Mutual Fund Trading Style and Bond Market Fragility

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Author Information : Amber Anand, Syracuse University
Chotibhak Jotikasthira, Southern Methodist University
Kumar Venkataraman, Southern Methodist University

Year of Publication : Review of Financial Studies (forthcoming)

Summary of Findings : A subset of mutual funds intentionally supply liquidity in corporate bond markets during periods of sustained customer selling, even when facing large outflows and elevated market stress, thus alleviating fragility risk.

Research Questions : Do buyside institutions supply liquidity in corporate bond markets?
Do they supply liquidity during periods of market fragility?
Does their trading alleviate fragility risk?

What we know : Unlike equity funds, poor performance leads to large investor outflows from bond funds, raising concerns about price destabilizing effects of funds selling relatively illiquid assets to meet redemption needs.

The stability risks posed by liquidity demand from funds are heightened in light of recent evidence that post-crisis banking-related regulations, such as Volcker Rule, have reduced dealer capital for market making in fixed income securities.

Regulators are concerned that incidents of institutional selling coupled with reductions in the supply of dealer capital can potentially amplify the fragility risk of the bond market.

Novel Findings : A liquidity supplying trading style contributes positively to fund alpha, reflecting a premium for liquidity supply when bonds face selling pressure.

While prior work concludes that mutual funds pose a threat to market stability, our study is the first to show that a subset of funds could potentially help alleviate the fragility risk of the bond markets.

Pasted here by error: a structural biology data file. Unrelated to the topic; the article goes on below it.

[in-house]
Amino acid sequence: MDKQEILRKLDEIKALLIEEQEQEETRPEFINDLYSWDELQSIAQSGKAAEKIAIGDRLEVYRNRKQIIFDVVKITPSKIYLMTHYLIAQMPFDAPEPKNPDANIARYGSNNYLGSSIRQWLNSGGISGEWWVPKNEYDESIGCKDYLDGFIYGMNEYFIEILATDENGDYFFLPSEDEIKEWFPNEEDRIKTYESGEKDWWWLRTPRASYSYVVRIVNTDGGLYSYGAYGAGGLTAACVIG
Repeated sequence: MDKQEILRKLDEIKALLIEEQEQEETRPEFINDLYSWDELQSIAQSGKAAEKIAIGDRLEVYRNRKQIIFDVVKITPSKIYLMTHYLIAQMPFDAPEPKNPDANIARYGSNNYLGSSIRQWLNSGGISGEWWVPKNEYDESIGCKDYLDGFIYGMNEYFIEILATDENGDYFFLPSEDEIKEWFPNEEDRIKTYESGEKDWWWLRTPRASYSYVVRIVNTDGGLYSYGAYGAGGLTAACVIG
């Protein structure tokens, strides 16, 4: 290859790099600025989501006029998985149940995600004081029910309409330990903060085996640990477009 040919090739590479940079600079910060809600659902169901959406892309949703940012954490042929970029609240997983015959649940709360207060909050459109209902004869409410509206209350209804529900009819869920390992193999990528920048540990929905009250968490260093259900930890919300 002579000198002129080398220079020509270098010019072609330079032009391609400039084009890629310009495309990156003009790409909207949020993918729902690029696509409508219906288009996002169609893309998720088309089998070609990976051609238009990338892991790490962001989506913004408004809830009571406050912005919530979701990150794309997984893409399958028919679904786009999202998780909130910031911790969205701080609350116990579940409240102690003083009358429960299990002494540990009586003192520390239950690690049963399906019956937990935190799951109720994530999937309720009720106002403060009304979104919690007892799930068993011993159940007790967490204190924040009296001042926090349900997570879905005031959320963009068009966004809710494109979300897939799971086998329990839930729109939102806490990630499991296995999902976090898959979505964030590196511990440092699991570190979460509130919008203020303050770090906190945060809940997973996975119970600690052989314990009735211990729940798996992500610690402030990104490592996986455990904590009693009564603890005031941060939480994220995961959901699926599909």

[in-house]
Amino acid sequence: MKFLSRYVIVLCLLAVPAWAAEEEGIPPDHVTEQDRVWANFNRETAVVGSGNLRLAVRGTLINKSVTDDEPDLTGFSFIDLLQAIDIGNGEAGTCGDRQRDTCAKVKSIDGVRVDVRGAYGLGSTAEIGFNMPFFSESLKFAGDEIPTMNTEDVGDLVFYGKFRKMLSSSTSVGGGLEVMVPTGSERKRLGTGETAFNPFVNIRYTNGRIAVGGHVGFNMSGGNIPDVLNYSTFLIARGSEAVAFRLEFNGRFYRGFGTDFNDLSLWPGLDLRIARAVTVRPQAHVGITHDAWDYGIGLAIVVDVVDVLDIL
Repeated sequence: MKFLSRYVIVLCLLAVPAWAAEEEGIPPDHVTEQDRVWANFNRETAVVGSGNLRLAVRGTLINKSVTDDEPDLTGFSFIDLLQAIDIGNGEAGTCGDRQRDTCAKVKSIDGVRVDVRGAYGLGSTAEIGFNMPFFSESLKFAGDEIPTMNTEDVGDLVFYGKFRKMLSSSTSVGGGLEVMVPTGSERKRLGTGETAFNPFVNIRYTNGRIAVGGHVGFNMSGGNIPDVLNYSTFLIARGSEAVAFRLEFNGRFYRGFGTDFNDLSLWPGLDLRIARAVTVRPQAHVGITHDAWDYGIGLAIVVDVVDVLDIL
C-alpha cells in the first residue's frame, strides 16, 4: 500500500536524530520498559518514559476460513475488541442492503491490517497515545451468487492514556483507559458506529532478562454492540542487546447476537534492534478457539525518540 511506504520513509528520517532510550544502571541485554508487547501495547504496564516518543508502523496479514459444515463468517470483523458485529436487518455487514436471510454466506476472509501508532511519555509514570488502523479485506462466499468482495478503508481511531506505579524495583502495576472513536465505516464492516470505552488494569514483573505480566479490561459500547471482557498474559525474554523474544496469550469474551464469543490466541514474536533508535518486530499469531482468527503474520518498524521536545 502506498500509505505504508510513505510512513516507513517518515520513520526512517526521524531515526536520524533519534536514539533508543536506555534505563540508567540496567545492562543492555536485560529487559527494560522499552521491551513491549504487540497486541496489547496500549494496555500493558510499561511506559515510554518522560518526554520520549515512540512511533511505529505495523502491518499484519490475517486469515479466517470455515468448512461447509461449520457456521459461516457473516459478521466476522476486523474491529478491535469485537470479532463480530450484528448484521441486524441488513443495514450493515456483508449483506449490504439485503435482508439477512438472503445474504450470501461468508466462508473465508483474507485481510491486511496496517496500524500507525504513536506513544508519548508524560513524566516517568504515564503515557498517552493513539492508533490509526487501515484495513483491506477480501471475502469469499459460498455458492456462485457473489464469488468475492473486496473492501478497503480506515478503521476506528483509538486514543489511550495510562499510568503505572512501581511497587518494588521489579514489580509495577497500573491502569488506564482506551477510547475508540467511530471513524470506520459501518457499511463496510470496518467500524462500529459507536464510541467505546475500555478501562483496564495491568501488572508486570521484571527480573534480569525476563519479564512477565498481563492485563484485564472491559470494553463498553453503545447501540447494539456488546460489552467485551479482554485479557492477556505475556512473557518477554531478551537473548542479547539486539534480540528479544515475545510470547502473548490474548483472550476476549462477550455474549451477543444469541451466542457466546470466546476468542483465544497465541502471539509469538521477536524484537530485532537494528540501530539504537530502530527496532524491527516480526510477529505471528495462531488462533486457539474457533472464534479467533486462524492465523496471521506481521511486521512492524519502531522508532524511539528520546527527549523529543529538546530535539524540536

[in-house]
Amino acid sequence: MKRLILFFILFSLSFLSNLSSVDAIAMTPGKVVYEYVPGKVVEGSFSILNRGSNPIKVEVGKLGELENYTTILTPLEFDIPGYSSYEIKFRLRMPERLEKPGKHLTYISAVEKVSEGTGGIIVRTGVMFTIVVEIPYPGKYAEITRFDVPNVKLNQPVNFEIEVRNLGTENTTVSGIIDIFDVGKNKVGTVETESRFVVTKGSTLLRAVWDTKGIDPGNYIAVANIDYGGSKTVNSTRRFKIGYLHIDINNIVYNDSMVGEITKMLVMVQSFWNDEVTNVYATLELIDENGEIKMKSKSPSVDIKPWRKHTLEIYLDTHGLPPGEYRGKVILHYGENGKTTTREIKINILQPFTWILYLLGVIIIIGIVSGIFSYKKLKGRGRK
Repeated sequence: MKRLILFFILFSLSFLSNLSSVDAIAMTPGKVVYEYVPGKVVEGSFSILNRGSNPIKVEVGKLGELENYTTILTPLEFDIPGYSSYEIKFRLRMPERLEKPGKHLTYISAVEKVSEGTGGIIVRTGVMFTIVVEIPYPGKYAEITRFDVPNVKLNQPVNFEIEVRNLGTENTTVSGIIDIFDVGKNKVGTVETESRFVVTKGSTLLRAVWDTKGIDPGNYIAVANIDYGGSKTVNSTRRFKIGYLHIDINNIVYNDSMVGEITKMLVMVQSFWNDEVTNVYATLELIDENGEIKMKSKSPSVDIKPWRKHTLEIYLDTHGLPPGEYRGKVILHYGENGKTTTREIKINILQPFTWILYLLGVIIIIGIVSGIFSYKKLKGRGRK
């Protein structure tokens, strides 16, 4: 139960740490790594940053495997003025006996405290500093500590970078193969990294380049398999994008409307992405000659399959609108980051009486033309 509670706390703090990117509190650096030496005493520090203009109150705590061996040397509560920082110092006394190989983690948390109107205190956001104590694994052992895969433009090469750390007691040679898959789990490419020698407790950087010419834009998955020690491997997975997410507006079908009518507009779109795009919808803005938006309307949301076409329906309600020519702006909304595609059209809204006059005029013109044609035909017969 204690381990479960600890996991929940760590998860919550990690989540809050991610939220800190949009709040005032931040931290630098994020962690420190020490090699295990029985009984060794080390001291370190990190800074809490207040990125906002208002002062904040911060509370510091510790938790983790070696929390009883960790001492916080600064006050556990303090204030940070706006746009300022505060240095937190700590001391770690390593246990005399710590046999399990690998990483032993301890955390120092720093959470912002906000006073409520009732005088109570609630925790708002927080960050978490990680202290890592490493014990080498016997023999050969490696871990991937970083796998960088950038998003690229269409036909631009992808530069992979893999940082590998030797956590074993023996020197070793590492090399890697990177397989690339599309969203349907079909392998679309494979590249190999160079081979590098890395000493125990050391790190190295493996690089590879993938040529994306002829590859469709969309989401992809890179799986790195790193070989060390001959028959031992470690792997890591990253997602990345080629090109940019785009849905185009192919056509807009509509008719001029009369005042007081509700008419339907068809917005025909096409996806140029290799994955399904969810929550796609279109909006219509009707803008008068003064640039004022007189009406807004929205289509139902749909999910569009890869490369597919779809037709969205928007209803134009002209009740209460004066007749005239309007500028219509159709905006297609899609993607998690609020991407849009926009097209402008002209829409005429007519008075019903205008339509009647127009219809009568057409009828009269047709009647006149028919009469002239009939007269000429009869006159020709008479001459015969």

Novel Methodology : We provide a new method to capture bond illiquidity by building dealer inventory cycles, and use these inventory cycles to classify fund trading style. Given bond illiquidity, the slow-moving inventory cycles present an accurate picture of liquidity conditions in a bond. The cycle-based classification is also better in a context where fund positions are only observed monthly or quarterly.

Implications for Practice : A liquidity supplying trading style can enhance fund performance. Funds can evaluate if liquidity supply fits within their investment strategies.

Implications for Policy: Our study highlights buy-side institutions as an important liquidity source and a potential solution to the fragility concerns in the corporate bond market. In light of regulatory changes that caused a decline in dealer capital for market making, the bond markets could benefit from liquidity supply by other types of participants. To tap into, and further encourage, the channel of liquidity supply that we identify, regulators need to remove frictions (for example, the market power exercised by large players in OTC markets) that impede broad participation by institutions. In particular, designers of trading systems need to offer protocols that provide institutional and retail investors with direct access to platforms (e.g., MarketAxess’ Open Trading platform) and the ability to post limit orders that compete with dealer quotations.

Full Citations : Anand, A., C. Jotikasthira, and K. Venkataraman, 2020, Mutual Fund Trading Style and Bond Market Fragility, Review of Financial Studies, forthcoming.

Abstract : We explore the link between mutual funds and fragility risk in the corporate bond market. We classify a fund’s trading style based on its responses to signals of large dealer inventories. Trading style is persistent and the majority of funds demand liquidity. Notably, a subset of funds earn positive alpha by intentionally supplying liquidity during periods of sustained customer selling (with transitory price effects). Liquidity supplying funds maintain their relative trading style when facing large outflows and elevated market stress, thus alleviating fragility risk. Our results add nuance to existing evidence that mutual funds pose a threat to market stability.

A subset of mutual funds intentionally supply liquidity in corporate bond markets during periods of sustained customer selling, even when facing large outflows and elevated market stress, thus alleviating fragility risk.

Amber Anand
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